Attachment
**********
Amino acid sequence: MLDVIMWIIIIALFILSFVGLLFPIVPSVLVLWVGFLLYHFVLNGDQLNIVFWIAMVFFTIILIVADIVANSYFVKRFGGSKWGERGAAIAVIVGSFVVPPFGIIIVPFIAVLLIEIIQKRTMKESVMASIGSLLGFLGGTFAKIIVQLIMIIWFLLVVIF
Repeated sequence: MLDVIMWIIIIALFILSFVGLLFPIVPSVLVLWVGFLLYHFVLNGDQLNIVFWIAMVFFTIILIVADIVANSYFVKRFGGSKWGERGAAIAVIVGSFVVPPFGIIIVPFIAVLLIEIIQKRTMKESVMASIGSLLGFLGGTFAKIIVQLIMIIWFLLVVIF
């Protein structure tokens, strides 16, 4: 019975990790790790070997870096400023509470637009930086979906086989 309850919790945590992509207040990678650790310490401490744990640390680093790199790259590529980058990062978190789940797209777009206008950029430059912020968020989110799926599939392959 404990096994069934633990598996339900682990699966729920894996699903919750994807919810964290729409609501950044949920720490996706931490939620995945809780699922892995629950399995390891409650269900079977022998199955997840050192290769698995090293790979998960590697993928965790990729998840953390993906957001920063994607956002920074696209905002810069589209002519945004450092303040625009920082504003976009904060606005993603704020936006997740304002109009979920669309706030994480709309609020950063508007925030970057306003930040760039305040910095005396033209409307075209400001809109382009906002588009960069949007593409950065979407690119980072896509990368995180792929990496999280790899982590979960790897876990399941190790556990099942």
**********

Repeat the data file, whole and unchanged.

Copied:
Amino acid sequence: MLDVIMWIIIIALFILSFVGLLFPIVPSVLVLWVGFLLYHFVLNGDQLNIVFWIAMVFFTIILIVADIVANSYFVKRFGGSKWGERGAAIAVIVGSFVVPPFGIIIVPFIAVLLIEIIQKRTMKESVMASIGSLLGFLGGTFAKIIVQLIMIIWFLLVVIF
Repeated sequence: MLDVIMWIIIIALFILSFVGLLFPIVPSVLVLWVGFLLYHFVLNGDQLNIVFWIAMVFFTIILIVADIVANSYFVKRFGGSKWGERGAAIAVIVGSFVVPPFGIIIVPFIAVLLIEIIQKRTMKESVMASIGSLLGFLGGTFAKIIVQLIMIIWFLLVVIF
């Protein structure tokens, strides 16, 4: 019975990790790790070997870096400023509470637009930086979906086989 309850919790945590992509207040990678650790310490401490744990640390680093790199790259590529980058990062978190789940797209777009206008950029430059912020968020989110799926599939392959 404990096994069934633990598996339900682990699966729920894996699903919750994807919810964290729409609501950044949920720490996706931490939620995945809780699922892995629950399995390891409650269900079977022998199955997840050192290769698995090293790979998960590697993928965790990729998840953390993906957001920063994607956002920074696209905002810069589209002519945004450092303040625009920082504003976009904060606005993603704020936006997740304002109009979920669309706030994480709309609020950063508007925030970057306003930040760039305040910095005396033209409307075209400001809109382009906002588009960069949007593409950065979407690119980072896509990368995180792929990496999280790899982590979960790897876990399941190790556990099942």